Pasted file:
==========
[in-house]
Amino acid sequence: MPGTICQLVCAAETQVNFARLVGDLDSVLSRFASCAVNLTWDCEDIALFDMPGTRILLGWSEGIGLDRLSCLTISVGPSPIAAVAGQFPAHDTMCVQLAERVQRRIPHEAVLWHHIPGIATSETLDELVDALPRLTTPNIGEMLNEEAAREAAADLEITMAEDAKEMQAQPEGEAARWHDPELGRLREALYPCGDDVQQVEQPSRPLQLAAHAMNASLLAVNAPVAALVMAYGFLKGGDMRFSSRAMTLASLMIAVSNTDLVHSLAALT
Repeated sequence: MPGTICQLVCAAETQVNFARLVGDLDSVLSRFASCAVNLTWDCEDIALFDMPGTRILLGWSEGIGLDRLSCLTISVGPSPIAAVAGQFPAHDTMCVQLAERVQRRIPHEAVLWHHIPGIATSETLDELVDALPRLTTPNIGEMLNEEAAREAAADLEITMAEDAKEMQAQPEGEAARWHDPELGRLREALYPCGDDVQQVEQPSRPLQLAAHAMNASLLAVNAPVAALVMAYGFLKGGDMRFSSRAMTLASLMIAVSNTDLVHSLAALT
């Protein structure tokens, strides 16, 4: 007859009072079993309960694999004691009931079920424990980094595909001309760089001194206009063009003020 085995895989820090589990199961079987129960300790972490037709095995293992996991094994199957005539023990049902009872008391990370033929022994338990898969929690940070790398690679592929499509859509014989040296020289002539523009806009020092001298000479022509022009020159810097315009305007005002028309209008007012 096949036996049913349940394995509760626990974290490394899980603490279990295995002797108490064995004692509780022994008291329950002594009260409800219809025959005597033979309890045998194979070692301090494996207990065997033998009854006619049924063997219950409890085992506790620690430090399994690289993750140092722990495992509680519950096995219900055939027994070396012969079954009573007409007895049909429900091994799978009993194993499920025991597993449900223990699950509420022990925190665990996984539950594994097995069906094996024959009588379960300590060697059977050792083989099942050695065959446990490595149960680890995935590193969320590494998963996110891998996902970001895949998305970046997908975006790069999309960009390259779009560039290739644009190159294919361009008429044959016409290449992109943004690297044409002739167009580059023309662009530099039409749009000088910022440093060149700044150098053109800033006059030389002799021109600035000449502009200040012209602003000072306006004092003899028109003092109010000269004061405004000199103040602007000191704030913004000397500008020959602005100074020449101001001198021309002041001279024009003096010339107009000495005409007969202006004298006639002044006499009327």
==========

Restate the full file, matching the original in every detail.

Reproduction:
[in-house]
Amino acid sequence: MPGTICQLVCAAETQVNFARLVGDLDSVLSRFASCAVNLTWDCEDIALFDMPGTRILLGWSEGIGLDRLSCLTISVGPSPIAAVAGQFPAHDTMCVQLAERVQRRIPHEAVLWHHIPGIATSETLDELVDALPRLTTPNIGEMLNEEAAREAAADLEITMAEDAKEMQAQPEGEAARWHDPELGRLREALYPCGDDVQQVEQPSRPLQLAAHAMNASLLAVNAPVAALVMAYGFLKGGDMRFSSRAMTLASLMIAVSNTDLVHSLAALT
Repeated sequence: MPGTICQLVCAAETQVNFARLVGDLDSVLSRFASCAVNLTWDCEDIALFDMPGTRILLGWSEGIGLDRLSCLTISVGPSPIAAVAGQFPAHDTMCVQLAERVQRRIPHEAVLWHHIPGIATSETLDELVDALPRLTTPNIGEMLNEEAAREAAADLEITMAEDAKEMQAQPEGEAARWHDPELGRLREALYPCGDDVQQVEQPSRPLQLAAHAMNASLLAVNAPVAALVMAYGFLKGGDMRFSSRAMTLASLMIAVSNTDLVHSLAALT
């Protein structure tokens, strides 16, 4: 007859009072079993309960694999004691009931079920424990980094595909001309760089001194206009063009003020 085995895989820090589990199961079987129960300790972490037709095995293992996991094994199957005539023990049902009872008391990370033929022994338990898969929690940070790398690679592929499509859509014989040296020289002539523009806009020092001298000479022509022009020159810097315009305007005002028309209008007012 096949036996049913349940394995509760626990974290490394899980603490279990295995002797108490064995004692509780022994008291329950002594009260409800219809025959005597033979309890045998194979070692301090494996207990065997033998009854006619049924063997219950409890085992506790620690430090399994690289993750140092722990495992509680519950096995219900055939027994070396012969079954009573007409007895049909429900091994799978009993194993499920025991597993449900223990699950509420022990925190665990996984539950594994097995069906094996024959009588379960300590060697059977050792083989099942050695065959446990490595149960680890995935590193969320590494998963996110891998996902970001895949998305970046997908975006790069999309960009390259779009560039290739644009190159294919361009008429044959016409290449992109943004690297044409002739167009580059023309662009530099039409749009000088910022440093060149700044150098053109800033006059030389002799021109600035000449502009200040012209602003000072306006004092003899028109003092109010000269004061405004000199103040602007000191704030913004000397500008020959602005100074020449101001001198021309002041001279024009003096010339107009000495005409007969202006004298006639002044006499009327």